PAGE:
Human Factors

Articles from Vol. 46, No. 4, Winter

Address Entry While Driving: Speech Recognition versus a Touch-Screen Keyboard
INTRODUCTION Motor vehicle manufacturers expect that in the near future, a significant share of their profits will be associated with the sales of telematic devices--that is, computer-based in-vehicle information and communication systems such as...
Age Differences in Visual Search for Traffic Signs during a Simulated Conversation
INTRODUCTION A large body of evidence documents the difficulties experienced by older adults when they are engaged in visual search. Generally this work has involved search for simple visual features (e.g., orientation, colon and form) that is carried...
Comparing Effects of 2-D and 3-D Visual Cues during Aurally Aided Target Acquisition
INTRODUCTION Recent advances in digital signal-processing technology and the development of electromagnetic position trackers have enabled the construction of virtual 3-D audio spatial displays. These displays have been used to aid visual target...
Conversation Limits the Functional Field of View
INTRODUCTION Use of a cellular phone while driving creates a situation that may be unlike that of other driving distractions in its effect on driving. Although demographic data are limited on the number of accidents that have occurred while a driver...
Driver Distraction from a Control Theory Perspective
INTRODUCTION The Problem and the Approach Driver distraction as a research topic is currently popular, for good reason. Automobiles and trucks are undergoing large changes in terms of the new sensor, computer, and communication technology they...
Driving and Side Task Performance: The Effects of Display Clutter, Separation, and Modality
INTRODUCTION The introduction of new in-vehicle technologies (IVTs), telematics, and "infotainment" into the automobile creates additional tasks that drivers may perform concurrently (Ashley, 2001). Drivers will need to access and process information...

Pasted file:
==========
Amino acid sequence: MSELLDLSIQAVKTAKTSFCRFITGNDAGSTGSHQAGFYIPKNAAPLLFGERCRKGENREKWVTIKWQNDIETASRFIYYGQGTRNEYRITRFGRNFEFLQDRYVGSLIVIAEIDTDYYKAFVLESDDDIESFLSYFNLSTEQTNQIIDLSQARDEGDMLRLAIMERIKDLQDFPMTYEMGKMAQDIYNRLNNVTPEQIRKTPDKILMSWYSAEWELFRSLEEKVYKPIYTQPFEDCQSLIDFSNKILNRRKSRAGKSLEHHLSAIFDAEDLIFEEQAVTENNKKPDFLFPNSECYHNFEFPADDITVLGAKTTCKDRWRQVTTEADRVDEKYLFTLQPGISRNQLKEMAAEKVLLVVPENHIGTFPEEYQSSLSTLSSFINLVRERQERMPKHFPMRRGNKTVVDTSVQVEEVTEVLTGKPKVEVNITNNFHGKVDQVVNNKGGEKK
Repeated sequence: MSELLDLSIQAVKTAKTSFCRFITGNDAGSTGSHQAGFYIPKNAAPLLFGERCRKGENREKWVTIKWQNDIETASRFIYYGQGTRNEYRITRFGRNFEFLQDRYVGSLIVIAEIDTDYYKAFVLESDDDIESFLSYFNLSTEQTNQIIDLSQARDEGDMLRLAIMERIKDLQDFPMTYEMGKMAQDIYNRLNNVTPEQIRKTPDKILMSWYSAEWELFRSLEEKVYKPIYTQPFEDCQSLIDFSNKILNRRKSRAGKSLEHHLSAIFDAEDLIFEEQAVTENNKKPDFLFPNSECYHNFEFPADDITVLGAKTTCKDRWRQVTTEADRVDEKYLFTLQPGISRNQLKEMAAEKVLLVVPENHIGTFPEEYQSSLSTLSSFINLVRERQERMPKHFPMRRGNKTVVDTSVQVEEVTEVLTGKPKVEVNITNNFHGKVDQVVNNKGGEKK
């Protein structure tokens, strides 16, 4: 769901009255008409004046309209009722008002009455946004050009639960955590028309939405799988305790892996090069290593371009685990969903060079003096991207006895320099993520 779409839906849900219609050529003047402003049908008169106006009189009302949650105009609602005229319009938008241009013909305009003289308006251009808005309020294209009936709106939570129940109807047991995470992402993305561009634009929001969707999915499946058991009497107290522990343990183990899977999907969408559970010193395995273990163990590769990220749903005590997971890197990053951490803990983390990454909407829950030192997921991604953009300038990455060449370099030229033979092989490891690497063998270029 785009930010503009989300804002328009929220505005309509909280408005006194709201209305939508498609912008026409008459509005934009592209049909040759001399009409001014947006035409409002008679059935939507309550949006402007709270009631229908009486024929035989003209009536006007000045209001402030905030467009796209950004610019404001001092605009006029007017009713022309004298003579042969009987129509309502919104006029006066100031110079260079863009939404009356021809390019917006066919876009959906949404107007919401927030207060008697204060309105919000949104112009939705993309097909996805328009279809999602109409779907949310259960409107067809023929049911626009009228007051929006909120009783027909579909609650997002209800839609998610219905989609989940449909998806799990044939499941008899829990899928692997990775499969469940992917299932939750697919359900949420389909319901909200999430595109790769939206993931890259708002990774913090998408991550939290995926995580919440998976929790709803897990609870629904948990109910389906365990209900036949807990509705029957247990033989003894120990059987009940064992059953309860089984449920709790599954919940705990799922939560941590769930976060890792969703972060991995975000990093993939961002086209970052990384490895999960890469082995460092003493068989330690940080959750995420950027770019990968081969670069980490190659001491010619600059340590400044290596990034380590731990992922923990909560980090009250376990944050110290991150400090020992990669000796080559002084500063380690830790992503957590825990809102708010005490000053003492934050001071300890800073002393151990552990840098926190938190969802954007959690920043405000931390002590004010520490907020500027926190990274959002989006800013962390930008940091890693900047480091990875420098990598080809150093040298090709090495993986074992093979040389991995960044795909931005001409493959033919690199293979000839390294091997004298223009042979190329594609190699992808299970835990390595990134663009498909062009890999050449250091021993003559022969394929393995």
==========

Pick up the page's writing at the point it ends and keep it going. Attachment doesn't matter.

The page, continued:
Lessons from a Comparison of Work Domain Models: Representational Choices and Their Implications
INTRODUCTION Cognitive work analysis (CWA) and associated techniques focusing on the analysis of work domains are becoming popular methods in the analysis and design of complex systems (Burns, Barsalou, Handlei; Kuo, & Harrigan, 2000; Flach,...
Maximum Isometric Lifting Strengths of Men in Teamwork
INTRODUCTION Human strength is extensively used for operating equipment or moving objects. The evaluation of human strength is necessary for matching the muscular capability of workers with the force requirement for a particular job and for developing...
Predicting Practical Fitness to Drive in Drivers with Visual Field Defects Caused by Ocular Pathology
INTRODUCTION Information relevant to driving is predominantly visual (e.g., traffic signs, distance to the car ahead, communication with other road participants), and this has led many governments to set firm visual standards for driving licensing....
Preface to the Special Section on Driver Distraction
Beginning with the introduction of the car radio, there have been concerns regarding how in-vehicle technology might undermine driving safety. Those concerns are particularly apparent today as many worry about the safety consequences of introducing...
Profiles in Driver Distraction: Effects of Cell Phone Conversations on Younger and Older Drivers
INTRODUCTION Summarizing the literature on aging and dual-task performance, Kramer and Larish (1996; see also Craik, 1977, and Hartley, 1992, for similar conclusions) noted that "one of the best exemplars of a mental activity in which large and...
Recovering from Interruptions: Implications for Driver Distraction Research
INTRODUCTION Crash data from the National Highway Traffic Safety Administration (NHTSA) indicate that approximately 25% of all crashes are the result of inattention or distraction (Wang, Knipling, & Goodman, 1996). It has also been estimated...
Speech-Based E-Mail and Driver Behavior: Effects of an In-Vehicle Message System Interface
INTRODUCTION Driving is a complex, safety-critical task. However, most people considered it to be a familiar, even safe, everyday activity that presents no special problems for the experienced driver--so much so that drivers frequently choose to...
The Apparent and Effective Dimensionality of Representations of Objects
INTRODUCTION The perception of size is a fundamental process in vision: perceiving and navigating through the natural environment involves the continuous assessment of the sizes of objects and spaces (Kosslyn, Flynn, Amsterdam, & Wang, 1990)....
Verbal Estimation of Peak Exertion Intensity
INTRODUCTION Researchers and practitioners of occupational ergonomics are faced with a limited number of valid and practical tools for assessing the magnitude of physical exertion. To assess the physical demands of using a screwdriver, for example,...